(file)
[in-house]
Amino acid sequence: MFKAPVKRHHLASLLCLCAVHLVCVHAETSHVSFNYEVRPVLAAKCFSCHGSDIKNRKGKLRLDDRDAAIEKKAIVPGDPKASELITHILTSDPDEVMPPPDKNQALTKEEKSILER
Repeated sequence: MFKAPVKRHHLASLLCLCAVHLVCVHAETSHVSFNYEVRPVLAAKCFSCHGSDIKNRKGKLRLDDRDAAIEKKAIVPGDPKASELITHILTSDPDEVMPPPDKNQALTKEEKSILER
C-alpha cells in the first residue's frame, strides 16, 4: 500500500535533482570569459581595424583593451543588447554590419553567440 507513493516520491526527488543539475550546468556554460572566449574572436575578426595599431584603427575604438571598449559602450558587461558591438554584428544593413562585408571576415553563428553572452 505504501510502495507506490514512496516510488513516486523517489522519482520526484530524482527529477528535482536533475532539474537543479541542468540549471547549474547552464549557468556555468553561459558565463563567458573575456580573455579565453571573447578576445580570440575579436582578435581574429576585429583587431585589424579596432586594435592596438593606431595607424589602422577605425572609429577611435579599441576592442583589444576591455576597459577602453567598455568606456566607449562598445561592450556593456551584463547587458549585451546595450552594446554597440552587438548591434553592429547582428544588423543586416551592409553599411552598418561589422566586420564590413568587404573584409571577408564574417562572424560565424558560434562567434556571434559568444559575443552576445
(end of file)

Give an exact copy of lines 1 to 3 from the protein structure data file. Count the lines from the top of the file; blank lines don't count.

[in-house]
Amino acid sequence: MFKAPVKRHHLASLLCLCAVHLVCVHAETSHVSFNYEVRPVLAAKCFSCHGSDIKNRKGKLRLDDRDAAIEKKAIVPGDPKASELITHILTSDPDEVMPPPDKNQALTKEEKSILER
Repeated sequence: MFKAPVKRHHLASLLCLCAVHLVCVHAETSHVSFNYEVRPVLAAKCFSCHGSDIKNRKGKLRLDDRDAAIEKKAIVPGDPKASELITHILTSDPDEVMPPPDKNQALTKEEKSILER